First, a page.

You meet the shadow when your unconscious mind sabotages your conscious intentions. You know that the shadow has appeared when you feel angry, powerless, invisible, envious, greedy, anxious, depressed, or out of control, and you say or do something impulsive or self-destructive, then feel guilty or ashamed afterward. At those times, you are meeting an unacceptable part of yourself.
Another way you can meet the shadow is through negative feedback from others who serve as your mirror. They might say something like, “This is the third time you’ve arrived late without calling.” Their feedback is telling you there’s a part of your personality that is hidden from you, but it’s leaking out, and others are calling your attention to it.
The MOON: We’ve often heard that those qualities we object to in another are those that we’ve repressed in ourselves. But if we don’t like a quality—even in ourselves—doesn’t it make sense that we’d also find it objectionable in another?
Zweig: Yes, but the question to ask yourself is, “Why am I so antagonistic to this behavior—in myself or another?” Usually it’s because we learned to disown a similar part of ourselves very early on. It’s the force of our repression that gives an objectionable behavior such a charge when we see it in another. If it’s just a casual preference—I prefer baseball over basketball, for example—it won’t carry so much energy, as in “I can’t stand basketball! I can’t even stand to hear it broadcast!” which might indicate we’ve got an association of basketball with something objectionable in our past. Once we understand why we’re reacting so hostilely to something as mundane as basketball, our reaction will probably lose a lot—if not all—of its intensity. We might still prefer baseball, but basketball won’t trigger such a strong emotional reaction.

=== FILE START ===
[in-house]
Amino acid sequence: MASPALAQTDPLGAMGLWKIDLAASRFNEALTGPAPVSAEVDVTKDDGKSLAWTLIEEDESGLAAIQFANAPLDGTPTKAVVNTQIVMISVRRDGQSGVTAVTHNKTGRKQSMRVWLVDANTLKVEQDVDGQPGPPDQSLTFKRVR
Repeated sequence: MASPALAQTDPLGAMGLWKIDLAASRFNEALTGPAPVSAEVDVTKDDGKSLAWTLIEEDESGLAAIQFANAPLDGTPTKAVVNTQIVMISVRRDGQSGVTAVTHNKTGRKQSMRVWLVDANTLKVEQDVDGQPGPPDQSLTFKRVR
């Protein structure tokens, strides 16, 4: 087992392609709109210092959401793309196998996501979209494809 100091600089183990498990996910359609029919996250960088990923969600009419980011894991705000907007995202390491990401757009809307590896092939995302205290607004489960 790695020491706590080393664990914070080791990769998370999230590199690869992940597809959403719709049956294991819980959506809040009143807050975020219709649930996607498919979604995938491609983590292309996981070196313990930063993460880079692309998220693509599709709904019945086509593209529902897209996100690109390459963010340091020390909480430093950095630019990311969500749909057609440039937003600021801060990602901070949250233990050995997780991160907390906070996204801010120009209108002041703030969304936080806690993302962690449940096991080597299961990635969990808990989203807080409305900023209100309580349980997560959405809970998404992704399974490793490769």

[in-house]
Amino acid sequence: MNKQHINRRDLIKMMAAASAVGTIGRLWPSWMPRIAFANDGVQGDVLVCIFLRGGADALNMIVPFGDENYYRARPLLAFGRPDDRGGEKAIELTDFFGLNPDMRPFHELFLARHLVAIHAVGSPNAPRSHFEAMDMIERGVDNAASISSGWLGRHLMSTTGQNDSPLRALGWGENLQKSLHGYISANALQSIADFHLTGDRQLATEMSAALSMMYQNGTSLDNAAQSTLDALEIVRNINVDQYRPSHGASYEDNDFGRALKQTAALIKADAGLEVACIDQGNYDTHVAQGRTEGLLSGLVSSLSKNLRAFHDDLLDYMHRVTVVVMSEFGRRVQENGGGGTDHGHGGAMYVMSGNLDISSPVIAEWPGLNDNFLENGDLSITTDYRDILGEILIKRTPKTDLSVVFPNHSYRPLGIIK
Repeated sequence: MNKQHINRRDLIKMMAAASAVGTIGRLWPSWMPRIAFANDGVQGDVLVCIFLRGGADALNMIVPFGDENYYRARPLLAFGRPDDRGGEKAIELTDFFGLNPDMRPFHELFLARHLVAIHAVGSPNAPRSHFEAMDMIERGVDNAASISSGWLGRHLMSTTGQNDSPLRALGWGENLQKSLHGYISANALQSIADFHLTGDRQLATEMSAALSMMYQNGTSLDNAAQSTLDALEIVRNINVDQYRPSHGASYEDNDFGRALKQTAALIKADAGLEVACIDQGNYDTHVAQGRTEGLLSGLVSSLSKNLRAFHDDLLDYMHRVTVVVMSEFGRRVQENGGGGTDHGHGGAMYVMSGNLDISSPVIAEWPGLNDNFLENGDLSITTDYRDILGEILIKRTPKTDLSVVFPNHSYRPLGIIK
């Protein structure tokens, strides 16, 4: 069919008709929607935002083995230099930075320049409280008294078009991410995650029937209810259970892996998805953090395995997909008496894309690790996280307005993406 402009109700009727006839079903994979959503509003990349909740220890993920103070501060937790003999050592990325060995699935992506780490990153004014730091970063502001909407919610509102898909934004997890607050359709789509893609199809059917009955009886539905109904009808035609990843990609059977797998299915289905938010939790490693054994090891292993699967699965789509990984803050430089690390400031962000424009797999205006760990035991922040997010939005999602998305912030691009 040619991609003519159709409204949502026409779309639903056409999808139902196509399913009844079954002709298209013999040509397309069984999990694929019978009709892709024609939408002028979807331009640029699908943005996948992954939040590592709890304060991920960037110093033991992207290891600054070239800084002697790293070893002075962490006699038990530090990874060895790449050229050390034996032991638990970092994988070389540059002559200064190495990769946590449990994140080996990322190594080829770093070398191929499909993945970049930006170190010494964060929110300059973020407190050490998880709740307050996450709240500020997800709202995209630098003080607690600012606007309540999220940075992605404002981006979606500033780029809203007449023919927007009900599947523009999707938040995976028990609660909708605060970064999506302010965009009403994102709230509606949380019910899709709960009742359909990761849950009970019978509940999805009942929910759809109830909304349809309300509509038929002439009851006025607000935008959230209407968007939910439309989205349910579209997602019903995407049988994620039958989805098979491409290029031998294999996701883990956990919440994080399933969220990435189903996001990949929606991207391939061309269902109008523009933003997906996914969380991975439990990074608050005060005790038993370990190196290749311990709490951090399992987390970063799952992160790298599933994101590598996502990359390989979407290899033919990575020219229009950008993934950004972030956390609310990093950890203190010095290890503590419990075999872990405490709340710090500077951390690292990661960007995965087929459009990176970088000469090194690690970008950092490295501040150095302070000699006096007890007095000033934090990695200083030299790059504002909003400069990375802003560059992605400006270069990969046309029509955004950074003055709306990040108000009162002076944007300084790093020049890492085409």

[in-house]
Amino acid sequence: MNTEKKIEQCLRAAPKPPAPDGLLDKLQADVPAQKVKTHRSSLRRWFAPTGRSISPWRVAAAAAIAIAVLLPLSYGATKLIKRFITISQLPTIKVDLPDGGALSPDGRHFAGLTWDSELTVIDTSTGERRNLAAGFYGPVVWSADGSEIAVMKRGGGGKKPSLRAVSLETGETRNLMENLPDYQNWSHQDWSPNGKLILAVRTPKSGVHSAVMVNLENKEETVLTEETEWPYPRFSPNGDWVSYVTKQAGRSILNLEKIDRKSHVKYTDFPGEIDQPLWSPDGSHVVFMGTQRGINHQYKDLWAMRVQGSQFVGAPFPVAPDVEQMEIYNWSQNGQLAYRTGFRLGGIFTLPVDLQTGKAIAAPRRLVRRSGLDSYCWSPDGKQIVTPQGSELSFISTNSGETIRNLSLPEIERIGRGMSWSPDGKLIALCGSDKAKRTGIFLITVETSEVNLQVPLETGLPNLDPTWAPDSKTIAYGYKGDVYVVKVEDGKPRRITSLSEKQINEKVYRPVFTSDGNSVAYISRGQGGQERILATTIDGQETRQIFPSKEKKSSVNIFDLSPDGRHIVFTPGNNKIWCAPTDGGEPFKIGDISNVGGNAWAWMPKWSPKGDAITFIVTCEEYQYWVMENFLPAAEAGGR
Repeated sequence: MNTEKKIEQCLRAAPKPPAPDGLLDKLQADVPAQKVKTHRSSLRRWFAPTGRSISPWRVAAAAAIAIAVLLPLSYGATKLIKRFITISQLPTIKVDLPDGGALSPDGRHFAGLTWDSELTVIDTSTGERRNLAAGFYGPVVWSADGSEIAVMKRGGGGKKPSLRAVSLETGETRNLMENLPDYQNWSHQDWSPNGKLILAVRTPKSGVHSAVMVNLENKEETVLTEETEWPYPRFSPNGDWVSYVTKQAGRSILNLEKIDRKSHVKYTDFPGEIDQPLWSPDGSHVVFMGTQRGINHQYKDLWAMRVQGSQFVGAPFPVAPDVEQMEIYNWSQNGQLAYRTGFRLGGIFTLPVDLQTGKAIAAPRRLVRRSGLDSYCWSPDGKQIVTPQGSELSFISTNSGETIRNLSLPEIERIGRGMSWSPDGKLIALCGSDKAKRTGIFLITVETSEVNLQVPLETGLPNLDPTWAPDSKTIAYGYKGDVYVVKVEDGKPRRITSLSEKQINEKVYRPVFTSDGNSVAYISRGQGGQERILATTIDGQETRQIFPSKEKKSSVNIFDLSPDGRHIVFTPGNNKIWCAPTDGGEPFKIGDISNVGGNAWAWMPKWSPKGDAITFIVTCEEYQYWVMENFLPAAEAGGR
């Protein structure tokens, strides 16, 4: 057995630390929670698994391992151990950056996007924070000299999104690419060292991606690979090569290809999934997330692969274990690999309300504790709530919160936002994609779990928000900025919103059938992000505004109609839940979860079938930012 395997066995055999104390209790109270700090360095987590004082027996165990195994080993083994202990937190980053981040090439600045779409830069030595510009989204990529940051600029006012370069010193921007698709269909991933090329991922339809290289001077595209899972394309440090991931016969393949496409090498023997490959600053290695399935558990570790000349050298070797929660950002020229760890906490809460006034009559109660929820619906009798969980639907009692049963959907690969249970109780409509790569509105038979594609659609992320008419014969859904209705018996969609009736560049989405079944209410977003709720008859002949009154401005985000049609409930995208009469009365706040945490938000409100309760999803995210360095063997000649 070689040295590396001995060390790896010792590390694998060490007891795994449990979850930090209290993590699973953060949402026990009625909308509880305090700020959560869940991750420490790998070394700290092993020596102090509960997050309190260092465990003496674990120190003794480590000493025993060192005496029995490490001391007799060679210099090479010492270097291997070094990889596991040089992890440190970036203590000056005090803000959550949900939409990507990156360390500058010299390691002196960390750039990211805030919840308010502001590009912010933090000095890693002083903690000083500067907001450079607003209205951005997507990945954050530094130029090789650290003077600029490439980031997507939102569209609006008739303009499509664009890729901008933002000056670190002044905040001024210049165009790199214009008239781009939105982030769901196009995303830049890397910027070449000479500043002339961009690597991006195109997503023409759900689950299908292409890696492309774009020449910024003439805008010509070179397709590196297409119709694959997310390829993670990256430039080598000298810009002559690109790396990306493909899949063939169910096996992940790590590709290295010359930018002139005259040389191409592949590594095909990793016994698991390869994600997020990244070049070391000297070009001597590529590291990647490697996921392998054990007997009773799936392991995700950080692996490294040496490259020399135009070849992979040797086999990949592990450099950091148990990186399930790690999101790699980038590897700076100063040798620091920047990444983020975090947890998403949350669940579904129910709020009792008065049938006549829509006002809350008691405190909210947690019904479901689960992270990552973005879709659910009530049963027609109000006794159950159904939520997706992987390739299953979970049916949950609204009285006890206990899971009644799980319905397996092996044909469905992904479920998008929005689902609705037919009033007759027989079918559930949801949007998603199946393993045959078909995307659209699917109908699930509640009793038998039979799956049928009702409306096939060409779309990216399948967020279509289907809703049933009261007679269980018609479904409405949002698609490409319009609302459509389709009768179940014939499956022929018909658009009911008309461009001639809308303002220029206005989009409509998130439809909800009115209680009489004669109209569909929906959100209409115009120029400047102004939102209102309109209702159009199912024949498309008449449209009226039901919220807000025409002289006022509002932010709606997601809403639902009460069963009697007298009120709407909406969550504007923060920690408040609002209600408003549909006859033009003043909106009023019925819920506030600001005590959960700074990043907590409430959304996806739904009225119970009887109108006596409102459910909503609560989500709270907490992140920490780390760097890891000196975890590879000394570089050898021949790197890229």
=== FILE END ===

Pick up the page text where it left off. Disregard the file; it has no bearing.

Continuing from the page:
I’m currently counseling a couple whose members are almost complete opposites. She’s like a princess and wants to be treated so that she feels precious. To her that means spending money on her, going to expensive hotels, buying her gifts. That’s how she feels loved. He, however, is kind of a hippie. He’d rather go camping than stay in a hotel; he doesn’t want to spend money on fancy restaurants, excess consumption, or other superficial things. So they’re really opposites in their values. Yet they’re incredibly attracted to each other because each one of them is carrying the disowned side of the other’s psyche. It’s very mysterious, the way the shadow leads us to our physical and emotional attractions to other people. But part of the mystery is that the other person is living out qualities that are buried in us. It doesn’t mean we should be with that person; it doesn’t mean we can be compatible. But in some cases, when you form a relationship like that, it can be a really broadening and deepening experience if you willingly take on sharing the values of the other person.
For example, I’m seeing another woman who has led a very independent, unconventional life. She was committed to being single until she recently married a man who’d had a long previous marriage with children. At first she wanted nothing to do with raising a family, but she has since stepped into the role of wife and stepmother and she’s really enjoying all of the aspects of domestic life that she’d previously rejected.
The MOON: So it’s a matter of choice. If you choose to engage repressed aspects of yourself—your shadow—you might develop new capacities. But I’m curious about the couple that is so incompatible. Can that marriage be saved?